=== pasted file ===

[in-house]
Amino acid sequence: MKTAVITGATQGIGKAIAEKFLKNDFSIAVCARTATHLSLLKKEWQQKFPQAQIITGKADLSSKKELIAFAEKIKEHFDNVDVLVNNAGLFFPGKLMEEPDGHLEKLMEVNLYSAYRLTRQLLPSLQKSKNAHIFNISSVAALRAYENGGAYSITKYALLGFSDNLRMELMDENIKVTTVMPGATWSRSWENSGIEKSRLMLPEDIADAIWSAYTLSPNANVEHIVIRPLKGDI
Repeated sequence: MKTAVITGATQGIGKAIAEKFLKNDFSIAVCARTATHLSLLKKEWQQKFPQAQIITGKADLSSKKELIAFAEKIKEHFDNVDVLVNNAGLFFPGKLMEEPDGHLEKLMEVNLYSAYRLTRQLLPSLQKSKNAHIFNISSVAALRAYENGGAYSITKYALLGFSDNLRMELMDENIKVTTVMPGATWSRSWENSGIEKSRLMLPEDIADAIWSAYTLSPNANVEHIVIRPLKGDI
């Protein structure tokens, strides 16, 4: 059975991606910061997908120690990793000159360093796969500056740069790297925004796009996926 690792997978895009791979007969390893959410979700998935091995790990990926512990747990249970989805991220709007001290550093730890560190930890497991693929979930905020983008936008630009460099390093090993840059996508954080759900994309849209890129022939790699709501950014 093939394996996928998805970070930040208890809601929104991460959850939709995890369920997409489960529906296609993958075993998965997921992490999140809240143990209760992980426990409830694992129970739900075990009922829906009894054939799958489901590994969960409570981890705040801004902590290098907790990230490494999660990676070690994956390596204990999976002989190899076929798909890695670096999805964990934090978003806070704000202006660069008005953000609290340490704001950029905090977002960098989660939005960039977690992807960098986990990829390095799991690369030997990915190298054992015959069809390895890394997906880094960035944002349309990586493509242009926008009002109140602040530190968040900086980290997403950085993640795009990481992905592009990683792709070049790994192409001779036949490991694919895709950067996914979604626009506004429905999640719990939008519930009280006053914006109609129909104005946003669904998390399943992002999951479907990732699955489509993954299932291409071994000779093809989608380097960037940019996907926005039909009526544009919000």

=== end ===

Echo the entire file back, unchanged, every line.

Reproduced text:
[in-house]
Amino acid sequence: MKTAVITGATQGIGKAIAEKFLKNDFSIAVCARTATHLSLLKKEWQQKFPQAQIITGKADLSSKKELIAFAEKIKEHFDNVDVLVNNAGLFFPGKLMEEPDGHLEKLMEVNLYSAYRLTRQLLPSLQKSKNAHIFNISSVAALRAYENGGAYSITKYALLGFSDNLRMELMDENIKVTTVMPGATWSRSWENSGIEKSRLMLPEDIADAIWSAYTLSPNANVEHIVIRPLKGDI
Repeated sequence: MKTAVITGATQGIGKAIAEKFLKNDFSIAVCARTATHLSLLKKEWQQKFPQAQIITGKADLSSKKELIAFAEKIKEHFDNVDVLVNNAGLFFPGKLMEEPDGHLEKLMEVNLYSAYRLTRQLLPSLQKSKNAHIFNISSVAALRAYENGGAYSITKYALLGFSDNLRMELMDENIKVTTVMPGATWSRSWENSGIEKSRLMLPEDIADAIWSAYTLSPNANVEHIVIRPLKGDI
């Protein structure tokens, strides 16, 4: 059975991606910061997908120690990793000159360093796969500056740069790297925004796009996926 690792997978895009791979007969390893959410979700998935091995790990990926512990747990249970989805991220709007001290550093730890560190930890497991693929979930905020983008936008630009460099390093090993840059996508954080759900994309849209890129022939790699709501950014 093939394996996928998805970070930040208890809601929104991460959850939709995890369920997409489960529906296609993958075993998965997921992490999140809240143990209760992980426990409830694992129970739900075990009922829906009894054939799958489901590994969960409570981890705040801004902590290098907790990230490494999660990676070690994956390596204990999976002989190899076929798909890695670096999805964990934090978003806070704000202006660069008005953000609290340490704001950029905090977002960098989660939005960039977690992807960098986990990829390095799991690369030997990915190298054992015959069809390895890394997906880094960035944002349309990586493509242009926008009002109140602040530190968040900086980290997403950085993640795009990481992905592009990683792709070049790994192409001779036949490991694919895709950067996914979604626009506004429905999640719990939008519930009280006053914006109609129909104005946003669904998390399943992002999951479907990732699955489509993954299932291409071994000779093809989608380097960037940019996907926005039909009526544009919000």